Ben Fish’s New York Times crossword
Okay, I’m tired so I’ll make this easy on myself and go with a short NYT write-up (already covered Fireball when I was more awake, not that this will be apparent from the Fireball write-up). I solved the puzzle without consulting the “blurb”/Notepad, which sort of tips solvers off to notice the circled P, L, U, S in the grid’s corners and the giant plus sign in the black squares in the middle of the grid. The PLUS is basically the clue for GRADE BONUS, NICE QUALITY, POSITIVE END, and MATH SYMBOL—four phrases that could be used to clue PLUS if it were a crossword entry. Not generally a big fan of the “hey, let’s put the clue-type phrases in the grid!” themes, but at least this one worked a little harder with the big “+.”
Tons of 7-letter entries, and they’re all flawless. CUPCAKE, STOOGES, ECSTASY, EPONYMS, ARSENIC, SAUSAGE, THE SIMS, etc.? All great fill.
The shorter fill doesn’t much distinguish itself, but nor does it embarrass itself. Its job is to either be mildly diverting or be unnoticeable. Wasn’t Rex Parker just saying that the other day? Or maybe Puzzle Girl? This puzzle’s fill does its job.
Ben Tausig’s Ink Well/Chicago Reader crossword, “Tied at the Waste” — pannonica’s review
I’m dating myself a little here, but—Hush! I’m not that narcissistic! I mean, I’m showing my age, because this puzzle made me think of a fashion trend in the 1990s, or possibly the ’80s, that always struck me as particularly silly. I’m talking about the t-shirts emblazoned with the letters XS in giant type. In clothing, “XS” is most immediately associated with size extra-small. I’d always wondered if the company that made them were aware of the irony; I assumed that the majority of those who sported them were not. In any event, the fad seems to have vanished in the mists of time, as a targeted Google search returned nothing appropriate, at least not in the first bunch of pages.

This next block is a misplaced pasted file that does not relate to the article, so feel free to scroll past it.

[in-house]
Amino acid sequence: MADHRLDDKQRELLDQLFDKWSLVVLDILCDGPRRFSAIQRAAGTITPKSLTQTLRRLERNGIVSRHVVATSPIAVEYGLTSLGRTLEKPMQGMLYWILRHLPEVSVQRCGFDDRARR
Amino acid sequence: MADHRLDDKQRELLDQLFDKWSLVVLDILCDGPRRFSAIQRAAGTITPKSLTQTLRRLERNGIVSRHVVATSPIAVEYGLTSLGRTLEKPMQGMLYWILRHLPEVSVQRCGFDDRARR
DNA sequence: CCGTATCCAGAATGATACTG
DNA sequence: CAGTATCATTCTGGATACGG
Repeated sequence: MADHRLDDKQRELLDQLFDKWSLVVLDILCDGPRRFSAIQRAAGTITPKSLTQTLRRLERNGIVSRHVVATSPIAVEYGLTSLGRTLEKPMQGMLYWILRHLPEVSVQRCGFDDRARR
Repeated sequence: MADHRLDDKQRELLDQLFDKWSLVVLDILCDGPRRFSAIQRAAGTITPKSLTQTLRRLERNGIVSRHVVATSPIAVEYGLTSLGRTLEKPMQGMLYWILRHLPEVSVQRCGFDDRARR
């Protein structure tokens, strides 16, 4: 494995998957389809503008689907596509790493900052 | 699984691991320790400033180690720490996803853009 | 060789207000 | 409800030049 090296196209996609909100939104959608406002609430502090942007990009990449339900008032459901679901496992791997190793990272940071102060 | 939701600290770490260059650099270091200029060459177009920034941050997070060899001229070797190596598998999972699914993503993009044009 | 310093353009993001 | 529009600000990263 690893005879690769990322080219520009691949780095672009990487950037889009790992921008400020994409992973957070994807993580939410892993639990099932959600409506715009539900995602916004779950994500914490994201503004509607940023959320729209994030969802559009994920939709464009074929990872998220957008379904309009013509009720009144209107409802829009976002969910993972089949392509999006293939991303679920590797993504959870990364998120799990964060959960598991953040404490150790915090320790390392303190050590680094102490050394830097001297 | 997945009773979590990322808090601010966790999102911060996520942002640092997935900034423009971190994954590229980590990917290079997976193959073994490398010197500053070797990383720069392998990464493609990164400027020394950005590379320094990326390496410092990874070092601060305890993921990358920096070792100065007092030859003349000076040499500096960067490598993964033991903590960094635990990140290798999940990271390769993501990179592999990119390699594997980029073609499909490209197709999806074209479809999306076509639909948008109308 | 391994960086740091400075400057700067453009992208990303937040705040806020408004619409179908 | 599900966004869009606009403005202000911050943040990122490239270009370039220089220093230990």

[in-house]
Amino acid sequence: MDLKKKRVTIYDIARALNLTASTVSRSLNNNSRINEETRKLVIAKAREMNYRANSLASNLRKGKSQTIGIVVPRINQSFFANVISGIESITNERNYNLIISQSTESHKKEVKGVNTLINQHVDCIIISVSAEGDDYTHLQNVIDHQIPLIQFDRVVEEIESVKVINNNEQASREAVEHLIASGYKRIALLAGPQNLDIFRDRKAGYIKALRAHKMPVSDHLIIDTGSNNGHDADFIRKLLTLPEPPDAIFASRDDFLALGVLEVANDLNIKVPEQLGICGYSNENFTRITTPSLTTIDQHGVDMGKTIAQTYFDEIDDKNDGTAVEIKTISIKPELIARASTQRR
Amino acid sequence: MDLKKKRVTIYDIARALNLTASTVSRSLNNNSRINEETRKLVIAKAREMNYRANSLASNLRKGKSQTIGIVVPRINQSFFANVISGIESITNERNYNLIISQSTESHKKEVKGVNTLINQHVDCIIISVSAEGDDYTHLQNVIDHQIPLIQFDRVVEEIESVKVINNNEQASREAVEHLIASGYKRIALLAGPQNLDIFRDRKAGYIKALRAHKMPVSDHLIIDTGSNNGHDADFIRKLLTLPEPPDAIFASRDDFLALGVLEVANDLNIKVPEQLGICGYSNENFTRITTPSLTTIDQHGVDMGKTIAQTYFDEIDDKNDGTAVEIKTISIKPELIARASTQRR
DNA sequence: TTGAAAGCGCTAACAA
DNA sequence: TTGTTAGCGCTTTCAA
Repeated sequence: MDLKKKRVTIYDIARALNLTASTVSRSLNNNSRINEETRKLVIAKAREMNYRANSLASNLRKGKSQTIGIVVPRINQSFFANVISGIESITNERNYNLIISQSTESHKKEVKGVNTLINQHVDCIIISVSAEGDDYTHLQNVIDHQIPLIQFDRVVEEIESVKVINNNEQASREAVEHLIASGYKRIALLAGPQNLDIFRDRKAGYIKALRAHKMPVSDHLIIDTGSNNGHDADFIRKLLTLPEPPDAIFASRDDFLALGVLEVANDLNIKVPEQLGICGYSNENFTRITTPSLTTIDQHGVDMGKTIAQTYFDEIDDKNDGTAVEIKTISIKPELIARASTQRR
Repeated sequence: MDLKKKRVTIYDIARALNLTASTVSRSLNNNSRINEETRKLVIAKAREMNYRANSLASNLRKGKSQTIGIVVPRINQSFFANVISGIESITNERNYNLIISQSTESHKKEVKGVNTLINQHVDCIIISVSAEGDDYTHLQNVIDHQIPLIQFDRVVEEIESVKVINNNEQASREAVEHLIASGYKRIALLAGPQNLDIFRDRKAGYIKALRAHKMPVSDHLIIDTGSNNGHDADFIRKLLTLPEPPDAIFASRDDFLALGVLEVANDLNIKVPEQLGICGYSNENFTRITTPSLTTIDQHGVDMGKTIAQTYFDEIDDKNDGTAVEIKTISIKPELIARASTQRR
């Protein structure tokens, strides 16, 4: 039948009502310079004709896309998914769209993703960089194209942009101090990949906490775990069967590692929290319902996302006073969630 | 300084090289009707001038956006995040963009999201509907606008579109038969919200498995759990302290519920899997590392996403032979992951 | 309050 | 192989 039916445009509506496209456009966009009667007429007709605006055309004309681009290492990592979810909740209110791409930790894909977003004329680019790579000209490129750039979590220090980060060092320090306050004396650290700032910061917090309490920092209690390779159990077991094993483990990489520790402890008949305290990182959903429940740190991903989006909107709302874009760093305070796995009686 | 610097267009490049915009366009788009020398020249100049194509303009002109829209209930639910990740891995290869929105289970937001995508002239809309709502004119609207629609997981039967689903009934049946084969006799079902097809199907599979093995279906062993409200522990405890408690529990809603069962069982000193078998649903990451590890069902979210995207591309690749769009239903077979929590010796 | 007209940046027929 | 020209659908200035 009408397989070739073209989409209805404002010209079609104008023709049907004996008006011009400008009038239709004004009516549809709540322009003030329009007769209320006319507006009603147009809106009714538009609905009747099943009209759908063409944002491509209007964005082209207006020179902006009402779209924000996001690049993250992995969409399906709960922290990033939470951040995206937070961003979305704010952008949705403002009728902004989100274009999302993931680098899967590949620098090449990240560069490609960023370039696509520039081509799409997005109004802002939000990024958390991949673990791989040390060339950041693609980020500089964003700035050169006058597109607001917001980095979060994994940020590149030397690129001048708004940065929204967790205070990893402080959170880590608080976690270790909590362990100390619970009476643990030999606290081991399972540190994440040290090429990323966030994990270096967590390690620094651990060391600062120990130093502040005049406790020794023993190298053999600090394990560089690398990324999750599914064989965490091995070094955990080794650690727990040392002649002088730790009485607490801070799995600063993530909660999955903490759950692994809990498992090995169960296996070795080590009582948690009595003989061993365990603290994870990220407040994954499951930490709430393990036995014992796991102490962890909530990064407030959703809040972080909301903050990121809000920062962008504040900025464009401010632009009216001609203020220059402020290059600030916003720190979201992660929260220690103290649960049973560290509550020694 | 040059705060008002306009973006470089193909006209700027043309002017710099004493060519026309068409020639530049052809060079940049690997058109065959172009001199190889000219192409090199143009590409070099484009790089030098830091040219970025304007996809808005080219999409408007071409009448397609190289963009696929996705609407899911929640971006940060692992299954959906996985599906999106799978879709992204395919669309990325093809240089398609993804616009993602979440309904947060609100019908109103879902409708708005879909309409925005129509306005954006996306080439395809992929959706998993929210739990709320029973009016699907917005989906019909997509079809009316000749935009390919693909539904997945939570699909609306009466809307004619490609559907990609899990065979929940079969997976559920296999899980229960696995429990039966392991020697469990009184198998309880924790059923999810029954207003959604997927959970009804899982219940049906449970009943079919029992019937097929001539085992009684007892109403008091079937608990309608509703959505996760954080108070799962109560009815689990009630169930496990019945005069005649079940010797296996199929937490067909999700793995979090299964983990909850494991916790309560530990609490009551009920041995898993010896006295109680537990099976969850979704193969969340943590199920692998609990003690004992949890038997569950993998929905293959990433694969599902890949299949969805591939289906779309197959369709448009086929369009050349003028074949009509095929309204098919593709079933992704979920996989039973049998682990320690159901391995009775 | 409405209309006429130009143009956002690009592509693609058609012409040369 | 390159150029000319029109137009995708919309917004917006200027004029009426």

Here, Tausig plays on the same homophone. 73-across clues a [Surplus integral to this puzzle's theme answers] EXCESS. Each of the five main themers are phrases or compound words have the letters X-S in sequence, close to the center.
- 17a. [Walmart, e.g.] BIG BOX STORE. Boo!
- 65a. [Basketball team that publicly protested Arizona's immigration laws in 2010] PHOENIX SUNS. Bully for them!
- 11d. [Adjustment in government revenue sources] TAX SHIFT. More like “fill stretch.” I guess it’s a “thing,” but it’s blah and seems a construction of convenience. The god Googlehuelpa returns a paltry 395,000 results and the mighty Wikitichtlan has a (meager) page devoted to it, so I can’t complain overmuch.
- 40a. [Source of some health food store oil] FLAXSEED. Keep it refrigerated!
- This being a Tausig puzzle, the centerpiece is of course SEX SHOP (41a), a [Place to pick up a Hitachi Magic Wand]. I’d have clued it along the lines of [Babes in Toyland, e.g.], because in that particular milieu I prefer to think of fun, independent boutiques instead of a huge multinational corporation that services numerous industries including telecommunications, transportation, construction, and financial services. Callmecrazy.
I suppose the symmetrical partner, at 1-across, to the revealer could be seen as a quasi-commentary on the theme: [Ways with words?] USAGES. With a sixsome of Xs in the grid, a few of the crossings are bound to be less-than-stellar, but they’re tolerable, to varying degrees. The good: TUXEDO [Men's Wearhouse offering]; XYZ, clued smartly as [W's successors?]. The meh: SEXTO [Quinto follower]. The aesthetically challenged: XOO [Letters on a love letter]—don’t the letters usually alternate? I think I’d prefer the old ‘losing row in tic-tac-toe’ clue; XIX [Year in Jesus's life]—the absolute worst.